The bill is now expected to come in at more than $8bn (£4.7bn), less than the $10bn recently feared but still far in excess of the $1.1bn the bank had set aside earlier this year to cover the charges.
The giant bank could also be banned from clearing dollar transactions, removing an important privilege and forcing it to rely on other banks for the vital service.
BNP Paribas is accused of removing key information from transaction records so that the funds could pass through the US without being noticed, according to the Wall Street Journal.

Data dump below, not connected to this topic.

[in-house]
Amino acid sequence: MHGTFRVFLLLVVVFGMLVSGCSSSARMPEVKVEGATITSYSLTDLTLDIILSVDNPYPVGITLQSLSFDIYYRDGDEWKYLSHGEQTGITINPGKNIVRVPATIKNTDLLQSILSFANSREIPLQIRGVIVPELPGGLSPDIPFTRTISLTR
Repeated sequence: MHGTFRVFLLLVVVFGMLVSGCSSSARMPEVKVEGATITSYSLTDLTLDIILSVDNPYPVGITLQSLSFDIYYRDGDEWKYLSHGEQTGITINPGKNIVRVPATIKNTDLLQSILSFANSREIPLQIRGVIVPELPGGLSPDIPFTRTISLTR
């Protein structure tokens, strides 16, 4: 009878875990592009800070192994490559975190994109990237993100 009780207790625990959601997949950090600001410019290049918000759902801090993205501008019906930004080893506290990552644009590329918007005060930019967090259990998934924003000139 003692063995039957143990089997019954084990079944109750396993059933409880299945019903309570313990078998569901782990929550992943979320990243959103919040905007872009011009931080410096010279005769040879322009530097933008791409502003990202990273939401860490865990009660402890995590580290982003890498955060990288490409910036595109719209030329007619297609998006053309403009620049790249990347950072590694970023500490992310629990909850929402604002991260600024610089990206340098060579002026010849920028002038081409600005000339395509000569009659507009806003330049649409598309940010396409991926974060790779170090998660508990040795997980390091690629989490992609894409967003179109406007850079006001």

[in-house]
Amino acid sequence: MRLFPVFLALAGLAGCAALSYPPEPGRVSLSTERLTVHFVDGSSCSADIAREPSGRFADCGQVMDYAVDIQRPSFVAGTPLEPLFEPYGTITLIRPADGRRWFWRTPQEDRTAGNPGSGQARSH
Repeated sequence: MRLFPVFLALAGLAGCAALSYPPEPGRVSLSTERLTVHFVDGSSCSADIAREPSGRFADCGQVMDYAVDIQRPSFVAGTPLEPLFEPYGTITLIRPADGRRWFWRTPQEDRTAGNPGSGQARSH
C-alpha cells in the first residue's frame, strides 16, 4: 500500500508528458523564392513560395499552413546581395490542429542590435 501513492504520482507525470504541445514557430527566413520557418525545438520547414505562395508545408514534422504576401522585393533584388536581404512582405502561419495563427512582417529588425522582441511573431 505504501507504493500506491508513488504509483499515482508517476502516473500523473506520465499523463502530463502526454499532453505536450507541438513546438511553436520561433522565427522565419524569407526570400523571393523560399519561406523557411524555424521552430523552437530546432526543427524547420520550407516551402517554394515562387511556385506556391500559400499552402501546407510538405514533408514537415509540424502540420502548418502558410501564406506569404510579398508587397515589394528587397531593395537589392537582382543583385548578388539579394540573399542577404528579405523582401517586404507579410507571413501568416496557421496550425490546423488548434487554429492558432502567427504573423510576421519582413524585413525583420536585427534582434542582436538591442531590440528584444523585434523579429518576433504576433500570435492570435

The transactions reportedly amount to around $30bn, making this the biggest case of its type yet brought by officials.
The record fine would swamp the $100m paid by RBS for breaking sanctions, as well as the $667m total paid by Standard Chartered to a range of US regulators.
Credit Suisse kicked off the round of fines for these offences with a $536m bill in 2009.
BNP Paribas declined to comment on the ongoing negotiations.
The bank’s shares fell 0.45 per cent to €50.96 yesterday.
That price is down from more than €60 as recently as February and illustrates the long-running impact of the negotiations with regulators around the fine.